A plane crashed on a mysterious island in 2003 and I was hooked.
The Lost series premiere was incredible television, something rarely seen, and it hooked myself and millions of people around the world.
An intriguing and intricate series that sucked viewers in all while confusing them through a wild ride of twists and turns. What made Lost so addicting was also what turned people off along the way.
Having smart programs on television, ones that actually make you think, are always welcome. But for many, Lost‘s twists were more mind-fracking than thought provoking and, to force a pun, Lost fans became lost.
I was one of them, and I got lost towards the end of season 2. While I’d tune in for pieces of episodes here and there and watch those quirky 7 minute recaps with the monotone lady narrator, I just never got the “must watch” feeling I did when the show first started. There’s twists and then there’s shock and awe. Lost had both.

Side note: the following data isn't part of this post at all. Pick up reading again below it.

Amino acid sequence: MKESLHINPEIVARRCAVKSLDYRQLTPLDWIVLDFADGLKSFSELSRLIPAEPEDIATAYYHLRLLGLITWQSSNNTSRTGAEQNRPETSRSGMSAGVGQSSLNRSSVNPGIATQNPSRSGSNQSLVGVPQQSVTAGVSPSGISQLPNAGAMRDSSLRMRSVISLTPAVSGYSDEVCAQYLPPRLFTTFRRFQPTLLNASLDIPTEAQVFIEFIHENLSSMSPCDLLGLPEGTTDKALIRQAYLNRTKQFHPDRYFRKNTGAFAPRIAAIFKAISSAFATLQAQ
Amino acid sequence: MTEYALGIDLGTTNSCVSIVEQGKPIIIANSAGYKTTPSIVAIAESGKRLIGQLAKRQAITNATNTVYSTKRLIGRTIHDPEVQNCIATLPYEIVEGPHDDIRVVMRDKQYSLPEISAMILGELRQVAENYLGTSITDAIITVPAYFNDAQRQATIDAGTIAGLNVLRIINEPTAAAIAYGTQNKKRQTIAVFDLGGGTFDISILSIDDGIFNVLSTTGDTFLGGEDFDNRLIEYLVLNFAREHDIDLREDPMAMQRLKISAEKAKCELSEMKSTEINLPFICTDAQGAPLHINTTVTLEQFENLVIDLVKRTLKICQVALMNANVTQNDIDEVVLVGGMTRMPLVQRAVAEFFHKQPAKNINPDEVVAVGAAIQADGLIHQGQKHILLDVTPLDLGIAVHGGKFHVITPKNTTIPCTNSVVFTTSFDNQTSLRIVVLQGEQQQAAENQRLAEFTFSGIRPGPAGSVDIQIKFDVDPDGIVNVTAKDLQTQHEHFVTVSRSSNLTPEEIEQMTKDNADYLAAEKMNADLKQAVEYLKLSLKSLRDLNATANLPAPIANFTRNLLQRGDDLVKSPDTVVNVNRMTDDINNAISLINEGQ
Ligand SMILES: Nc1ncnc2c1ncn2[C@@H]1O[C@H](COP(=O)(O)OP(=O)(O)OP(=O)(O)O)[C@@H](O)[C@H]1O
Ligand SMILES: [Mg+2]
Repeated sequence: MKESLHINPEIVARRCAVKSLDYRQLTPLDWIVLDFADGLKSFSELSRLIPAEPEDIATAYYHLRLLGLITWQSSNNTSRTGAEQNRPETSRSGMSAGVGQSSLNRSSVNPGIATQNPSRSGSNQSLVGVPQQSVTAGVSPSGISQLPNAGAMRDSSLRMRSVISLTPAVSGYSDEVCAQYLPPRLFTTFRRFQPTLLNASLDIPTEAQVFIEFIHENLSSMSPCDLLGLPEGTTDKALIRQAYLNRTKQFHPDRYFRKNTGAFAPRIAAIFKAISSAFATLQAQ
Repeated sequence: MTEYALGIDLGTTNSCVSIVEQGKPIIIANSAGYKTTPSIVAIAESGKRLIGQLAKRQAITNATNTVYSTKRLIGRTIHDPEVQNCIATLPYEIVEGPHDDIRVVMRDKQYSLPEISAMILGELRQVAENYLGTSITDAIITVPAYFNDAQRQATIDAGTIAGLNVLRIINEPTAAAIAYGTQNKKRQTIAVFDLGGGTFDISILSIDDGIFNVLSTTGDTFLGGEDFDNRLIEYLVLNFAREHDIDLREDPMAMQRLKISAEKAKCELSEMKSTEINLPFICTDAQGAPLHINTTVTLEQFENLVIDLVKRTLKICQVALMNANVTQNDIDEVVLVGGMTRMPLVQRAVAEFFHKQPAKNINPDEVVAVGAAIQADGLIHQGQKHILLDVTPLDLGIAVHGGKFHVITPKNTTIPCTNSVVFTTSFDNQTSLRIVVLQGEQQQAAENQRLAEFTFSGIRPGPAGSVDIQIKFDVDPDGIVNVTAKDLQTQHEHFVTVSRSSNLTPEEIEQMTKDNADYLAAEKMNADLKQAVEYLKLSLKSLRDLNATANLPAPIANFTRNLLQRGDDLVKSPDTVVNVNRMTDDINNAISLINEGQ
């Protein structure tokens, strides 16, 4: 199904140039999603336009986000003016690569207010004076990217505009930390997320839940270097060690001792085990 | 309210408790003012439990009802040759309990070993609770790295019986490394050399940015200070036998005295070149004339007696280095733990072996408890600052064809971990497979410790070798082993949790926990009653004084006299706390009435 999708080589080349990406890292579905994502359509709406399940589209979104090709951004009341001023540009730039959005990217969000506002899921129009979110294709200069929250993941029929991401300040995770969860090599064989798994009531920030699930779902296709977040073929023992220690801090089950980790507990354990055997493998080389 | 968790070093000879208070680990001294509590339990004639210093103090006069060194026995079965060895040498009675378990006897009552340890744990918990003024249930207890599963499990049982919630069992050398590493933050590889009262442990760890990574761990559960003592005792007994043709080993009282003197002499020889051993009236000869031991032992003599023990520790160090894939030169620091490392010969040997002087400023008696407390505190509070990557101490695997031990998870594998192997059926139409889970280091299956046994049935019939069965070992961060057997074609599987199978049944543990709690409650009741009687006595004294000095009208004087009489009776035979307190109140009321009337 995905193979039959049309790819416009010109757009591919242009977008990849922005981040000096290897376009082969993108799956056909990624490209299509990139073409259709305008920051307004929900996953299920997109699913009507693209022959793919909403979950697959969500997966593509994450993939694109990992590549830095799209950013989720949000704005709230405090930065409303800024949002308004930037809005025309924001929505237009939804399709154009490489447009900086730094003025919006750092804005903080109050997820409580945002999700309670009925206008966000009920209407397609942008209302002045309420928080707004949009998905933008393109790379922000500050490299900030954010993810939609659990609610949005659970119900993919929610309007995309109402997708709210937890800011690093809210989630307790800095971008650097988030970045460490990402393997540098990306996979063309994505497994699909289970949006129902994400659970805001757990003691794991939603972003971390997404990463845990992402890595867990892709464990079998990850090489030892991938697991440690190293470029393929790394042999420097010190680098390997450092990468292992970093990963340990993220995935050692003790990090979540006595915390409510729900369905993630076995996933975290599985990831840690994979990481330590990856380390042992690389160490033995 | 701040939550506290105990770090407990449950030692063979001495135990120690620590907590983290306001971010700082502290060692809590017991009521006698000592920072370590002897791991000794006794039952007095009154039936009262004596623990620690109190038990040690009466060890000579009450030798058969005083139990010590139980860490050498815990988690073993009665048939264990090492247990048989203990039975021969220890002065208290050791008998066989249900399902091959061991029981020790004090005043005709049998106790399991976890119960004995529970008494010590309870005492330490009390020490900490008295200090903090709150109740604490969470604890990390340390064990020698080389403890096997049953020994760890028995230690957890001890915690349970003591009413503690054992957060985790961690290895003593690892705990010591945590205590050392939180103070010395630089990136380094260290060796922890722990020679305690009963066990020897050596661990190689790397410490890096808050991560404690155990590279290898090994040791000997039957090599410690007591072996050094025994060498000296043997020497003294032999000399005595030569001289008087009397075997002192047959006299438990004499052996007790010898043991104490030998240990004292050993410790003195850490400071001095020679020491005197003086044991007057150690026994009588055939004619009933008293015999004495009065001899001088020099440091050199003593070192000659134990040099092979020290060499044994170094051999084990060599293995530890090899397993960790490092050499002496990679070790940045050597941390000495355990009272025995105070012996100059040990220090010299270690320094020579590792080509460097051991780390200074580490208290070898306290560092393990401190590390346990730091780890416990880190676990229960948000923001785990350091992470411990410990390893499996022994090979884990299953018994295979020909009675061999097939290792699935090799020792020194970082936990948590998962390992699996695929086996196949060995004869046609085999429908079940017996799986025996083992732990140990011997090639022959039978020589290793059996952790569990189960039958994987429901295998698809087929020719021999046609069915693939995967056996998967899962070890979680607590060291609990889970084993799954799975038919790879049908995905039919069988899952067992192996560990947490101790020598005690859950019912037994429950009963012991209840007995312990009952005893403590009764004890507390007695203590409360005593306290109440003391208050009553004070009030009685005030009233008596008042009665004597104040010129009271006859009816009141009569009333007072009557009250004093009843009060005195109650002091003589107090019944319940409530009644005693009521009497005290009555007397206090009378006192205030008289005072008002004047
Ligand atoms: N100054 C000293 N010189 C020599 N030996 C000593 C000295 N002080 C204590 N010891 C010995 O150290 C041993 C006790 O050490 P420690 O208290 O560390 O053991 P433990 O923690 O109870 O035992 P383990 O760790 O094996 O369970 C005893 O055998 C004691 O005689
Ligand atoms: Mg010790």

Now in its final season, like many other lost Lost fans, I’m tuning back in just to see how all this madness and craziness makes sense (if even!). While I don’t understand
half most of what is going on and have no idea who most of these new people are, I’ve been watching all the pretty pictures and hoping it will all fit together in the end.
It’s almost like taking a book and reading the first few chapters and then flipping to the end of the book. I may not go back and read the middle of the book, but I’ll be resigned to having been a fan of TV phenomenon, even for a little while. There’s no denying the impact Lost has had and its place in TV history.